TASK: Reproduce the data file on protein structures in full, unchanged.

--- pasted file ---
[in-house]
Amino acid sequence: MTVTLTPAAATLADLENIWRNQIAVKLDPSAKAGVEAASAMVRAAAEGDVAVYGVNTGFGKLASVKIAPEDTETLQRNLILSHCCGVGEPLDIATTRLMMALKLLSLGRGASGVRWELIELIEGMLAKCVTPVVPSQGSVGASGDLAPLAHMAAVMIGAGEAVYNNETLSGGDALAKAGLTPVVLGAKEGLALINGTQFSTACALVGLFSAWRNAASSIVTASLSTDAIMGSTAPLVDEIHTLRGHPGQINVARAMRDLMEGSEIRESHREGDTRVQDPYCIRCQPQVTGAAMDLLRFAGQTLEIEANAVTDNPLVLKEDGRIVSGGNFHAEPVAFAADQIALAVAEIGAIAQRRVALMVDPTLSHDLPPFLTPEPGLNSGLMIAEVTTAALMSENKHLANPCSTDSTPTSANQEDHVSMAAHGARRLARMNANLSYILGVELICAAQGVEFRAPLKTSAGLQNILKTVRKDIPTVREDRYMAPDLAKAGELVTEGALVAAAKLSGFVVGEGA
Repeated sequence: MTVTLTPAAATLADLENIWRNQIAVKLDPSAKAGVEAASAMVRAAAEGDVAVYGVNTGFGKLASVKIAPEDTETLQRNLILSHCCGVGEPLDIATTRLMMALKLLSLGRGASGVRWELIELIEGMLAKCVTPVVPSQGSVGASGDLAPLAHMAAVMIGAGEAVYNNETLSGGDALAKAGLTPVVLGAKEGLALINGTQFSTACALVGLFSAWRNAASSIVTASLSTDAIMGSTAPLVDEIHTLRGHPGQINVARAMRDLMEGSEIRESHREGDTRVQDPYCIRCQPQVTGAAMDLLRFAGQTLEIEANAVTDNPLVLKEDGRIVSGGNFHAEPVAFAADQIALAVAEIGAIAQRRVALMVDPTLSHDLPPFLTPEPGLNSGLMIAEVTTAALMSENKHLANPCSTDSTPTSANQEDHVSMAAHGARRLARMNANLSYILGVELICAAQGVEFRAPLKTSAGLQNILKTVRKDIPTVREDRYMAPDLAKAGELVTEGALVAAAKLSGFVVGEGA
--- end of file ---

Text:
[in-house]
Amino acid sequence: MTVTLTPAAATLADLENIWRNQIAVKLDPSAKAGVEAASAMVRAAAEGDVAVYGVNTGFGKLASVKIAPEDTETLQRNLILSHCCGVGEPLDIATTRLMMALKLLSLGRGASGVRWELIELIEGMLAKCVTPVVPSQGSVGASGDLAPLAHMAAVMIGAGEAVYNNETLSGGDALAKAGLTPVVLGAKEGLALINGTQFSTACALVGLFSAWRNAASSIVTASLSTDAIMGSTAPLVDEIHTLRGHPGQINVARAMRDLMEGSEIRESHREGDTRVQDPYCIRCQPQVTGAAMDLLRFAGQTLEIEANAVTDNPLVLKEDGRIVSGGNFHAEPVAFAADQIALAVAEIGAIAQRRVALMVDPTLSHDLPPFLTPEPGLNSGLMIAEVTTAALMSENKHLANPCSTDSTPTSANQEDHVSMAAHGARRLARMNANLSYILGVELICAAQGVEFRAPLKTSAGLQNILKTVRKDIPTVREDRYMAPDLAKAGELVTEGALVAAAKLSGFVVGEGA
Repeated sequence: MTVTLTPAAATLADLENIWRNQIAVKLDPSAKAGVEAASAMVRAAAEGDVAVYGVNTGFGKLASVKIAPEDTETLQRNLILSHCCGVGEPLDIATTRLMMALKLLSLGRGASGVRWELIELIEGMLAKCVTPVVPSQGSVGASGDLAPLAHMAAVMIGAGEAVYNNETLSGGDALAKAGLTPVVLGAKEGLALINGTQFSTACALVGLFSAWRNAASSIVTASLSTDAIMGSTAPLVDEIHTLRGHPGQINVARAMRDLMEGSEIRESHREGDTRVQDPYCIRCQPQVTGAAMDLLRFAGQTLEIEANAVTDNPLVLKEDGRIVSGGNFHAEPVAFAADQIALAVAEIGAIAQRRVALMVDPTLSHDLPPFLTPEPGLNSGLMIAEVTTAALMSENKHLANPCSTDSTPTSANQEDHVSMAAHGARRLARMNANLSYILGVELICAAQGVEFRAPLKTSAGLQNILKTVRKDIPTVREDRYMAPDLAKAGELVTEGALVAAAKLSGFVVGEGA